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Plum tree star of fruit research station's anniversary

October 15, 2009|By MATTHEW UMSTEAD

KEARNEYSVILLE, W.Va. -- Most of the plums produced by the Bluebyrd plum tree near the main entrance to the Appalachian Fruit Research Station in Kearneysville are eaten by the birds, according to director Michael Glenn.

And so it likely will be for the new Orablue plum tree that was planted next to the Bluebyrd in honor of the late Erma Ora Byrd, U.S. Sen. Robert C. Byrd's wife of nearly 69 years.

Ten years after the longtime West Virginia Democratic lawmaker attended the planting of the Bluebyrd tree named in his honor, Fruit Research Station staff on Thursday announced the release of the Orablue in conjunction with the facility's 30th anniversary celebration.

Sen. Byrd, who was credited for bringing the U.S. Department of Agriculture research center to Jefferson County in the late 1970s, did not return for the dedication, but Carol Wallace, the Senator's projects director in Washington D.C., recited the Joyce Kilmer poem "Trees" that Byrd had read at the 20th anniversary.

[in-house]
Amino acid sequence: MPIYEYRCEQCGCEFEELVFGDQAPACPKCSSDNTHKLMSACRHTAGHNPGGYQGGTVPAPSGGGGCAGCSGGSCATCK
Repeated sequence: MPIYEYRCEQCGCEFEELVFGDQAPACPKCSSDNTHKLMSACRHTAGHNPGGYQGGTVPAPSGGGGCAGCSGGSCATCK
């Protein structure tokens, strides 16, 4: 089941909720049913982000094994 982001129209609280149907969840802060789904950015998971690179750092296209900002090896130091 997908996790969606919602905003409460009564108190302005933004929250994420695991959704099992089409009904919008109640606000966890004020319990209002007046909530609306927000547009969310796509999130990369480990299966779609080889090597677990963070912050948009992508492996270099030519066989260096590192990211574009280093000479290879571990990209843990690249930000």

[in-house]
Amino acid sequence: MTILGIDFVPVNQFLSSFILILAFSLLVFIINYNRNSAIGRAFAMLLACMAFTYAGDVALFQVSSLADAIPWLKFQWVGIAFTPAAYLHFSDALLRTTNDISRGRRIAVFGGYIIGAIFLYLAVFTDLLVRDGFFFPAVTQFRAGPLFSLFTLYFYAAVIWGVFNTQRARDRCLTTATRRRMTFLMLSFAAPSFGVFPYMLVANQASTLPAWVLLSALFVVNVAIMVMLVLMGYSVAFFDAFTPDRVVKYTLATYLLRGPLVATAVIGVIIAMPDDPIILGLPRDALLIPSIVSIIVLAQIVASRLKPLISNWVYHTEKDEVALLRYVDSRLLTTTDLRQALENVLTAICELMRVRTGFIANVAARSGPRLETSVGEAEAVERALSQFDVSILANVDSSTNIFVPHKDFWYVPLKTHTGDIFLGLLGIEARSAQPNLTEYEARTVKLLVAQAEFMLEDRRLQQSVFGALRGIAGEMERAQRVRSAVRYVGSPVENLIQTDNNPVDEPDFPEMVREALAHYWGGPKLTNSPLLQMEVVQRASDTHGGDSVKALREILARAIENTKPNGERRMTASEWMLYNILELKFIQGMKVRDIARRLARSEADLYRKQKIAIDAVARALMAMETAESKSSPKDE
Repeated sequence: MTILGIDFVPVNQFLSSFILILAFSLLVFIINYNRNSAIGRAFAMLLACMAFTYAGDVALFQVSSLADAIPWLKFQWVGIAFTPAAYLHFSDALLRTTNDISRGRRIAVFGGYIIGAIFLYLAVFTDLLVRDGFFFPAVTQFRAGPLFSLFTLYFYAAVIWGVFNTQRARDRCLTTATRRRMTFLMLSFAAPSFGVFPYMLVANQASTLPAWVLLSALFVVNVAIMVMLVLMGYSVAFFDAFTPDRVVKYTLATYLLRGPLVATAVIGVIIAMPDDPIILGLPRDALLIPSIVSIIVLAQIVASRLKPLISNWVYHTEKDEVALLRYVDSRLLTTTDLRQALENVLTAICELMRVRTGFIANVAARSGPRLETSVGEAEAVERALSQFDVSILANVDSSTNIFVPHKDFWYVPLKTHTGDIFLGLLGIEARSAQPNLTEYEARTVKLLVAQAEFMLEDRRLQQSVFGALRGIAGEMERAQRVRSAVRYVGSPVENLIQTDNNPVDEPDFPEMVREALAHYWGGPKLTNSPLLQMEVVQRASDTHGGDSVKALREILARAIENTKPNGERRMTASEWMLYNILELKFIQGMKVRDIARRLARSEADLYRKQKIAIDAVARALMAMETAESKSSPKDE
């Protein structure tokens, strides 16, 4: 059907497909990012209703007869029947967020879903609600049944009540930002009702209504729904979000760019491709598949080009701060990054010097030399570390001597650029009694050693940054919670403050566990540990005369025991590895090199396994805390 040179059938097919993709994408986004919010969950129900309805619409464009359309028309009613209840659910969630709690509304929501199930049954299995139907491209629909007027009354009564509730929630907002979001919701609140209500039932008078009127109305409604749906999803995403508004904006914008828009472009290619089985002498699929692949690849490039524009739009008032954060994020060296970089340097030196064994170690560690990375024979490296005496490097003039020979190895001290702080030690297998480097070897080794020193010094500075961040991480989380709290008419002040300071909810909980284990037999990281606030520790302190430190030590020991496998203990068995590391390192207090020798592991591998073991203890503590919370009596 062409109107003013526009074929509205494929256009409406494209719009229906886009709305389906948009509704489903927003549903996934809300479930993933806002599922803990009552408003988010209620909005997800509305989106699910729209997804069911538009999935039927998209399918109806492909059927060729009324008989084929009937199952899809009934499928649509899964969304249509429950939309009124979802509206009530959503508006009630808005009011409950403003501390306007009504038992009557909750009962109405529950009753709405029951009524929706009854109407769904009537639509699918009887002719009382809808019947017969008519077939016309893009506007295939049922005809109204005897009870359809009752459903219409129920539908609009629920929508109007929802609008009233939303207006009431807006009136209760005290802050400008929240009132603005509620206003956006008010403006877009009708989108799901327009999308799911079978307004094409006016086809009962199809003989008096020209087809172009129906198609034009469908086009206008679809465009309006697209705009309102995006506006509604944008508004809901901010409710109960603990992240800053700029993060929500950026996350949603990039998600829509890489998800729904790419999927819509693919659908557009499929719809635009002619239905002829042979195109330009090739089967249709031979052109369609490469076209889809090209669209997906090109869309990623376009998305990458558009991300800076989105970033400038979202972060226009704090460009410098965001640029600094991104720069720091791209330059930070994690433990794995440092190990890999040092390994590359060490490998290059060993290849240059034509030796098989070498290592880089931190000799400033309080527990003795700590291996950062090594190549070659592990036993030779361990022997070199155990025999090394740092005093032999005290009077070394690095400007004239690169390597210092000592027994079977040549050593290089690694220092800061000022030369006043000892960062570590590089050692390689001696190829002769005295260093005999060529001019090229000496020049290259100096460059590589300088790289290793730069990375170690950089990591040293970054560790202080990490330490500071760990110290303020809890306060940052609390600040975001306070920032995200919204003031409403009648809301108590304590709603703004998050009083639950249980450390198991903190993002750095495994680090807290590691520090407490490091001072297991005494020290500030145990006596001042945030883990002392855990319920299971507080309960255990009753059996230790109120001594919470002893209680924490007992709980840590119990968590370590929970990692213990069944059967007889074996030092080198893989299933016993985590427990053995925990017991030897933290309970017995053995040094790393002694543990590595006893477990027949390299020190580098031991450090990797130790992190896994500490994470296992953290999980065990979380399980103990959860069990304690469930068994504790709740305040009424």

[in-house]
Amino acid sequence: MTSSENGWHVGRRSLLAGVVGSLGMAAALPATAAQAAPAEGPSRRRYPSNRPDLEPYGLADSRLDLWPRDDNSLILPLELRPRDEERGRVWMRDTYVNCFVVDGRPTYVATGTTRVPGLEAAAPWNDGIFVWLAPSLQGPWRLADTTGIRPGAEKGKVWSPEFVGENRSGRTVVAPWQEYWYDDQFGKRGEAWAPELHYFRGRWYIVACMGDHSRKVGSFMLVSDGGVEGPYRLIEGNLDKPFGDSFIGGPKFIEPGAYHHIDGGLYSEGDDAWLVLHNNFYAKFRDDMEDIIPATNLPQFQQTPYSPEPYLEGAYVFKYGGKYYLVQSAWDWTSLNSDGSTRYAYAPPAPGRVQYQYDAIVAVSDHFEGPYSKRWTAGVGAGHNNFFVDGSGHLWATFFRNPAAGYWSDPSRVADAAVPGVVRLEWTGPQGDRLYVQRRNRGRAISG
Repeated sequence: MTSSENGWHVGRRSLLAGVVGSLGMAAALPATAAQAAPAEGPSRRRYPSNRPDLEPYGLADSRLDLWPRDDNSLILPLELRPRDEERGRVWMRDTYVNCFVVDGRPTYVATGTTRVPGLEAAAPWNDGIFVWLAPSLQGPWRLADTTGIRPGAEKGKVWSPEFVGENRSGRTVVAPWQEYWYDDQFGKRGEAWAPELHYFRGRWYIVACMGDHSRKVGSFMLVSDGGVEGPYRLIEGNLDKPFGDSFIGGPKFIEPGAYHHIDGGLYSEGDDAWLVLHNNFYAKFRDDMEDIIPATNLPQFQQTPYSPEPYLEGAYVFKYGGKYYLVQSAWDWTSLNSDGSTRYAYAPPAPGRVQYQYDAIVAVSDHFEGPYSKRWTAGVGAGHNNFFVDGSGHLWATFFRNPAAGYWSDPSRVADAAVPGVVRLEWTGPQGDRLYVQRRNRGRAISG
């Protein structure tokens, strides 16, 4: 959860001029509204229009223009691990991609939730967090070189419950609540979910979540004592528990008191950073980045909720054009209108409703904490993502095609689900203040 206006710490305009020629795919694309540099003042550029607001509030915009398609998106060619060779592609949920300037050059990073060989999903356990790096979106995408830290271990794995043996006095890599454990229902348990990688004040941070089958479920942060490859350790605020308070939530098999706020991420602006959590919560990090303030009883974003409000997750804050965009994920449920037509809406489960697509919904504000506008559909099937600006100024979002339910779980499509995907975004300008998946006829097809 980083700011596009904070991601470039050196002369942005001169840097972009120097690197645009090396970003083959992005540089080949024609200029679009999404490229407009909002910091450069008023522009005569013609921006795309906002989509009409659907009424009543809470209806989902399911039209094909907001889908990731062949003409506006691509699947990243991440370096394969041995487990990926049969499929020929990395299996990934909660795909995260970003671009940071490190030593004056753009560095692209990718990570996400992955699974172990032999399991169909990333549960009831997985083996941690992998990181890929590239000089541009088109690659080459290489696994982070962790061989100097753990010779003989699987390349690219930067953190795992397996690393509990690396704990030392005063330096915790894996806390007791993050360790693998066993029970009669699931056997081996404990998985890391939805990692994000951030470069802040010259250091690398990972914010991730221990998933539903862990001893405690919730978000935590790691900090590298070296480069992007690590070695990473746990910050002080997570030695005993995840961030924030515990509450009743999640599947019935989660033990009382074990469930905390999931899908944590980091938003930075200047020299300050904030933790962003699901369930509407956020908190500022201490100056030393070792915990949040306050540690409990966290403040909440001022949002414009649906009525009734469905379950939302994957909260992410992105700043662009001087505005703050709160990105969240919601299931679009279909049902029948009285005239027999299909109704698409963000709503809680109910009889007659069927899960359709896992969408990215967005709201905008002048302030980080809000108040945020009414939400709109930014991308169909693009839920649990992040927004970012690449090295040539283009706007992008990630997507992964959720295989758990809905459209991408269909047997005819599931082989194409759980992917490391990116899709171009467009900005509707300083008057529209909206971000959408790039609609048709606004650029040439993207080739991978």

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Wallace said the senator was "deeply touched" by the decision to name the new plum tree in honor of his wife and reminded those gathered that her boss had first raised the idea of bringing the research center to West Virginia in 1963.

While first identified in 1970 by Harold W. Fogle at the USDA's Beltsville, Md., agricultural research center, the Orablue's potential in what is now a growing market for plums was recognized by Agriculture Research Service (ARS) horticulturist Ralph Scorza.

"Scorza carried it through," Glenn said in an interview after the planting ceremony for an Orablue tree.

The Orablue plum's amber flesh has an excellent flavor and good size and color, according to Scorza, who also noted the fruit's benefits for digestion and bone health.

"This plum remained in the queue biding its time," Scorza said.

"It has proven itself and now its time has come."

Scorza said it was only fitting that that the two plum varieties named in honor of the Byrds be planted together at the station, given the senator's strong support for ongoing work at the research center.

Dariusz Swietlik, area Director of the ARS' North Atlantic Area, and a former Fruit Research Station director also lauded Byrd's "great support."

"We're all grateful to him," Swietlik said.

Glenn noted that a new plum variety takes several years to develop because the fruit's trees typically take three to seven years of growth from seed before flowering and then it can take 15 to 30 years of breeding. Researchers now are close to developing pitless peaches and plums, Glenn said.

Since opening 30 years ago, the work at the now 550-acre campus off Wiltshire Road has led to the issue of 48 patents, Glenn said.

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